You don't have wait for years to pass to render an aged appearance to an oil painting. Although most people have to wait decades or longer for an oil painting to acquire the fetching patina of time, you can give even the newest oil painting an additional layer of pigment that will make it look as if it is centuries old. You might need to do this if you have a "shabby chic" decor style or if you are dressing a set or stage in a film or theatrical production.
Things You'll Need
- Wooden Stirrer
- Oil-Based Varnish
- Light Brown Paint
- Plastic Knife
- Plastic Container
- 3-Inch Nylon Brush
Remove the frame from the oil painting and determine that it is completely dry. An oil painting will need at least six months to dry from the time of painting.
Mix oil-based varnish with a light brown oil paint in a 3-to 1-ratio in a small plastic container, such as an old, but clean yogurt container. Stir varnish and paint vigorously together with a wooden stir stick or plastic knife, until they are well-combined.
Check the consistency. The mixture should look like dark varnish and should have the consistency of very thick varnish.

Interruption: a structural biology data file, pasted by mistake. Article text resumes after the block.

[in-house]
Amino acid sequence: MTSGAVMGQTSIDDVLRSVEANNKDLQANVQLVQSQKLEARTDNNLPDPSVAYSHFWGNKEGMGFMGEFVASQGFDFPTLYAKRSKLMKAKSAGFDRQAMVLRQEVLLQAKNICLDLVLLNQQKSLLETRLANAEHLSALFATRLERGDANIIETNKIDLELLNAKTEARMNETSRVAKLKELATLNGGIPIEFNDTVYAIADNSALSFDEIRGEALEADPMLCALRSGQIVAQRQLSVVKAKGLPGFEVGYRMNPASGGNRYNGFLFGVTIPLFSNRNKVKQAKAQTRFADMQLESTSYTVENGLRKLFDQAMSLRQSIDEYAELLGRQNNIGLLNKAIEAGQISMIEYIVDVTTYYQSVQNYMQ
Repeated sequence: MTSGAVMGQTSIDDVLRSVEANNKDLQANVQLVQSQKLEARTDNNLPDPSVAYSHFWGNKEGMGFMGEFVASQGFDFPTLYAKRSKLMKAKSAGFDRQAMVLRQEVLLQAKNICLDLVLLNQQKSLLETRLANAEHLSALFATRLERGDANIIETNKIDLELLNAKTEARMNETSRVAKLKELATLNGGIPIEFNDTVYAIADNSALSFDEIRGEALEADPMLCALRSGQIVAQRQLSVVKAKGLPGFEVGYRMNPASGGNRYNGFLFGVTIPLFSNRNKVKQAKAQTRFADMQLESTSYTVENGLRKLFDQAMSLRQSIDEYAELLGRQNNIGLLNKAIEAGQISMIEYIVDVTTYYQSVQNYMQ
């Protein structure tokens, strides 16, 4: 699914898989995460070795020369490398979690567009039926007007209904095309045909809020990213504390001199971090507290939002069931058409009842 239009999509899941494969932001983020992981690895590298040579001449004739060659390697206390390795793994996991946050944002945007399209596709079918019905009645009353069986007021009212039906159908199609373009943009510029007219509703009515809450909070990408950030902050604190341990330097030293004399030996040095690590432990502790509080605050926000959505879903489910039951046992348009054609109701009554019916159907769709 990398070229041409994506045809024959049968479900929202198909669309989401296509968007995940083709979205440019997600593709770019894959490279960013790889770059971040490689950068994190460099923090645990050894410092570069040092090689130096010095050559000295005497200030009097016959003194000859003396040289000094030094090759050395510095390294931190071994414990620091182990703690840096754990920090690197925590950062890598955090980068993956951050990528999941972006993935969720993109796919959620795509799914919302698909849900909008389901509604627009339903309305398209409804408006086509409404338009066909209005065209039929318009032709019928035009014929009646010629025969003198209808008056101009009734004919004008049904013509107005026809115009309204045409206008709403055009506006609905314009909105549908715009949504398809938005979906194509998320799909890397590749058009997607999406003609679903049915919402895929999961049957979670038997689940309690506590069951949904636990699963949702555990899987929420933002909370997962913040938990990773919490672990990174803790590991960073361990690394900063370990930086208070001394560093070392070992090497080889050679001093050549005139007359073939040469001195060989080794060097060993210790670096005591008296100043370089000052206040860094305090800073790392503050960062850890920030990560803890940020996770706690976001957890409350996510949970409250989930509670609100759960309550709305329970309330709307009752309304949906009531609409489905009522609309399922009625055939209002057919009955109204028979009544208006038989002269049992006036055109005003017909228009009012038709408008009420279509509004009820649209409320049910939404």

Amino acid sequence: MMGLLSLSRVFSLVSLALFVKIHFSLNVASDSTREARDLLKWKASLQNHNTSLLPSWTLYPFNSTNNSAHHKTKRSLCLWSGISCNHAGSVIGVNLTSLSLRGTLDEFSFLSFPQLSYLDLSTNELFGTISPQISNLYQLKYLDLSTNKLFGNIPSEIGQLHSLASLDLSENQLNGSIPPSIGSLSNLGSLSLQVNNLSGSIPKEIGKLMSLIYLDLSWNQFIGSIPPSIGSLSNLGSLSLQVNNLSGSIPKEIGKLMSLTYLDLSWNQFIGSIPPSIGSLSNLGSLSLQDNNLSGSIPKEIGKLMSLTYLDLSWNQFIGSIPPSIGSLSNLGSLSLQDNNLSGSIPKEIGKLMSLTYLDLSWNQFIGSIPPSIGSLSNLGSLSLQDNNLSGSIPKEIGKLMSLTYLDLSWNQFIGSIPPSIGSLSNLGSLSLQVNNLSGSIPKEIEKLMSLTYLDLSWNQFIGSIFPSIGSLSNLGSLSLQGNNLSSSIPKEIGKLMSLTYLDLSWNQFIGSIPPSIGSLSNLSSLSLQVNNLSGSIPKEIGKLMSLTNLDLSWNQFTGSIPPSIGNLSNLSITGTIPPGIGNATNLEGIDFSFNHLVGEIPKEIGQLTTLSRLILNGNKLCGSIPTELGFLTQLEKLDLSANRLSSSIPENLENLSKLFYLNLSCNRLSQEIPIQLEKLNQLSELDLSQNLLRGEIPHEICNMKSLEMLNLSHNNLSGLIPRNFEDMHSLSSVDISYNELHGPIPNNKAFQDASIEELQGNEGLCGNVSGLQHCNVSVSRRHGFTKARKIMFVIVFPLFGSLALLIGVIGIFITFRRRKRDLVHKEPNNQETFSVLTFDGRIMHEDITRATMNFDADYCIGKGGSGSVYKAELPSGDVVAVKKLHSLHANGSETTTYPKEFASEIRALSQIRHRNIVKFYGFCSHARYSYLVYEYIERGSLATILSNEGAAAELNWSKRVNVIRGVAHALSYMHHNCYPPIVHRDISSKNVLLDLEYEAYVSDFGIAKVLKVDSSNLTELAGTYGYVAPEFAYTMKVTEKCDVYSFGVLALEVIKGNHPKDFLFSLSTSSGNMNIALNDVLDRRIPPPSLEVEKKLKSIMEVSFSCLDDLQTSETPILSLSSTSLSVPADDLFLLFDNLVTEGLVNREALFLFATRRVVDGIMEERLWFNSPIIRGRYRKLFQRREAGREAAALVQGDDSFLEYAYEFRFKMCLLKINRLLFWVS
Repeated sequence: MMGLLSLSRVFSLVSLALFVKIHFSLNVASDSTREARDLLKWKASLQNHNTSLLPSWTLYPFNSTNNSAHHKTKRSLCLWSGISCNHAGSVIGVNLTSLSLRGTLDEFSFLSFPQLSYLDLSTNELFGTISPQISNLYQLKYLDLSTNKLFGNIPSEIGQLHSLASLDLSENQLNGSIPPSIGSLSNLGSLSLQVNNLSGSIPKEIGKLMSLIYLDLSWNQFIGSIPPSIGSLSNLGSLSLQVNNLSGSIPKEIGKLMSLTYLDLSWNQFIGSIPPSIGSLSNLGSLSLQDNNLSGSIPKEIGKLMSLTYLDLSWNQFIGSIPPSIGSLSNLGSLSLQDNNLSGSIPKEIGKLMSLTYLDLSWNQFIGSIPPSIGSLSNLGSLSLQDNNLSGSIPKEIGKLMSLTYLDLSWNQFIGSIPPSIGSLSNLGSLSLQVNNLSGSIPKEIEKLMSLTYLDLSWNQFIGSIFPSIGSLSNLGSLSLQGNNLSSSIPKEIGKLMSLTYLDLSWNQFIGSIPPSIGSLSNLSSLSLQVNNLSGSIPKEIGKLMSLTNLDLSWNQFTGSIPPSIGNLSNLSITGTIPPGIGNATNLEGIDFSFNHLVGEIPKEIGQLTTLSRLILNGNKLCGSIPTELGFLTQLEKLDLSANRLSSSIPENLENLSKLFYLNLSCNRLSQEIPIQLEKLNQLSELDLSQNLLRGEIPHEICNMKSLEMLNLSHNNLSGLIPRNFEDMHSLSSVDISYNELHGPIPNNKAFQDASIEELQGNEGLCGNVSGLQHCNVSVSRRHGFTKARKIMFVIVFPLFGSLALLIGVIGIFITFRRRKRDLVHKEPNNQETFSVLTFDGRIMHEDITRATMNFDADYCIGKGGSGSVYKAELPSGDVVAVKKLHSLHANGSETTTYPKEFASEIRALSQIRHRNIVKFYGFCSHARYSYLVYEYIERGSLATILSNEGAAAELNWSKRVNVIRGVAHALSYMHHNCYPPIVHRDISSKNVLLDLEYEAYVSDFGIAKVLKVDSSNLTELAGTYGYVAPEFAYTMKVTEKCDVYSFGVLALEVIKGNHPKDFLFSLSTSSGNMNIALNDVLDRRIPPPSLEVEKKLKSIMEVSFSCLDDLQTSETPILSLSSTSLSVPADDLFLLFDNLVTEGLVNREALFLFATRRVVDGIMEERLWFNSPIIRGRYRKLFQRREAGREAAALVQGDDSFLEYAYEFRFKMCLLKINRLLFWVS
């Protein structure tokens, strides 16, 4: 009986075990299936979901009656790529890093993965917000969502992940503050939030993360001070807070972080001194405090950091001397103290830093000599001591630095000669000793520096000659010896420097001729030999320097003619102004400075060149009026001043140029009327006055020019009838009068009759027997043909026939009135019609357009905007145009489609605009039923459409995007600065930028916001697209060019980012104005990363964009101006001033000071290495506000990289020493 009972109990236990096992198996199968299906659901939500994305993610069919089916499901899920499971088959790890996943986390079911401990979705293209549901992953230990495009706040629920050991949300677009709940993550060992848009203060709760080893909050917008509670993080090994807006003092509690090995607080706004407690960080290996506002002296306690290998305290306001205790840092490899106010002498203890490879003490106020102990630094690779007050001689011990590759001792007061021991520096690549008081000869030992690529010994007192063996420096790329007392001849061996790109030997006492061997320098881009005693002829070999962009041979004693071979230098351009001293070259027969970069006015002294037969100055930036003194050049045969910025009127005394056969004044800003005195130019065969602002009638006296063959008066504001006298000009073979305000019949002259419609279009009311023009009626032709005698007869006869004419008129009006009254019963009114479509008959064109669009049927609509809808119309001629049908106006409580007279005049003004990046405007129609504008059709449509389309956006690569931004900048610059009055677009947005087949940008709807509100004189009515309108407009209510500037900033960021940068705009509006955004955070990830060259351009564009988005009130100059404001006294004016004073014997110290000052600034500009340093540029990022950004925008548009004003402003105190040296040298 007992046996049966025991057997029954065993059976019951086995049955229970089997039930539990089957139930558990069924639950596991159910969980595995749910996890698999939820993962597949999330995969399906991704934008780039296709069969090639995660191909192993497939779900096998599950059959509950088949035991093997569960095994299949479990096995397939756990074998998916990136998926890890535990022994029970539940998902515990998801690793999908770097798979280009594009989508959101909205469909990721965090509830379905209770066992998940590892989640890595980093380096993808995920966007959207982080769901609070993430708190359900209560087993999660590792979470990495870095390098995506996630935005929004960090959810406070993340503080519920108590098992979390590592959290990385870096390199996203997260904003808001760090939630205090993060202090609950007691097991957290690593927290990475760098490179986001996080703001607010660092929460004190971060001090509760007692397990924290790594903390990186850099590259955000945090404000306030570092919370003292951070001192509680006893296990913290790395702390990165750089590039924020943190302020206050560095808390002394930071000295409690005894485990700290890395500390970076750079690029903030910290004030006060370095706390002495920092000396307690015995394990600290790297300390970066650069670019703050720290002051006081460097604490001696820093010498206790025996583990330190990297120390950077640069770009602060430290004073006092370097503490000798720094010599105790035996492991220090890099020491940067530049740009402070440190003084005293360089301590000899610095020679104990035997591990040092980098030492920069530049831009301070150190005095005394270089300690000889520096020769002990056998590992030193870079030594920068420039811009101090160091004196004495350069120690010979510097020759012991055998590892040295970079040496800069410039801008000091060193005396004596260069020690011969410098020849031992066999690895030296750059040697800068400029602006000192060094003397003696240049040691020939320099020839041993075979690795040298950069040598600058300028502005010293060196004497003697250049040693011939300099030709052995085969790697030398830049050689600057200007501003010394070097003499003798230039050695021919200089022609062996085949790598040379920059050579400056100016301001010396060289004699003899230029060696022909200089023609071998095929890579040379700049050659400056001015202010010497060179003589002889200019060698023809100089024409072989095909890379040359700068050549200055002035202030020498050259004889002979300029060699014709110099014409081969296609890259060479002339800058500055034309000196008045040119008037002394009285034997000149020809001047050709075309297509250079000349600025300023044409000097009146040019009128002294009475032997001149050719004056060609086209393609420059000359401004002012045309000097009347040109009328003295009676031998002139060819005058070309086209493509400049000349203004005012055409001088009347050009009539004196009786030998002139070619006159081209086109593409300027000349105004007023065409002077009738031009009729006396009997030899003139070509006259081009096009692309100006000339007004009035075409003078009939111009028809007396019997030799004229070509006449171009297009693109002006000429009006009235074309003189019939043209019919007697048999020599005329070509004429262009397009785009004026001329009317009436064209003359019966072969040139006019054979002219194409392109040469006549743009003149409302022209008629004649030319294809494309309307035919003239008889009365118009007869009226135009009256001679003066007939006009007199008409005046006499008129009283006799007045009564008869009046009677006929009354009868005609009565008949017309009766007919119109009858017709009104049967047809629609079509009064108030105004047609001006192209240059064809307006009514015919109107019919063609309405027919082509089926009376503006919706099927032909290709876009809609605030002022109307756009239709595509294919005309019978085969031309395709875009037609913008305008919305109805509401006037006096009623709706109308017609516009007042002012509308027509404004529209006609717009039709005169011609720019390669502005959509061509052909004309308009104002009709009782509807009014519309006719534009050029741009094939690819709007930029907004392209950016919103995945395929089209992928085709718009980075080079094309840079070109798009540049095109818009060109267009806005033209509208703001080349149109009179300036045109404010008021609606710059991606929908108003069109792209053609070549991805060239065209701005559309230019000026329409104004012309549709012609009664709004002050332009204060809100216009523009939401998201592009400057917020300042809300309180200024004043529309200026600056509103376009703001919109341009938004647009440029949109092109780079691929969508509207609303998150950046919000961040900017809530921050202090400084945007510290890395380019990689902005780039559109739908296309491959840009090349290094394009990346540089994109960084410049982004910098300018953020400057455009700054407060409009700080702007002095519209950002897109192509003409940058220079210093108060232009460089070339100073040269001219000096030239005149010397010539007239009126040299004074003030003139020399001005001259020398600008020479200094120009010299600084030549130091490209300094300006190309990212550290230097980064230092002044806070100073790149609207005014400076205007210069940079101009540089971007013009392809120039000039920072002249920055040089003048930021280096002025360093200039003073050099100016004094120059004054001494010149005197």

Dip a 3-inch wide nylon brush in the mixture and press the brush against the bottom left corner of the canvas very lightly, dragging the brush upward. Work your way from left to right, repeating these brush strokes until you cover the entire canvas. Allow the canvas to dry for at least two days before replacing the frame and hanging.
- "Painting Secrets"; Brian Santos; 2010
Lane Cummings is originally from New York City. She attended the High School of Performing Arts in dance before receiving her Bachelor of Arts in literature and her Master of Arts in Russian literature at the University of Chicago. She has lived in St. Petersburg, Russia, where she lectured and studied Russian. She began writing professionally in 2004 for the "St. Petersburg Times."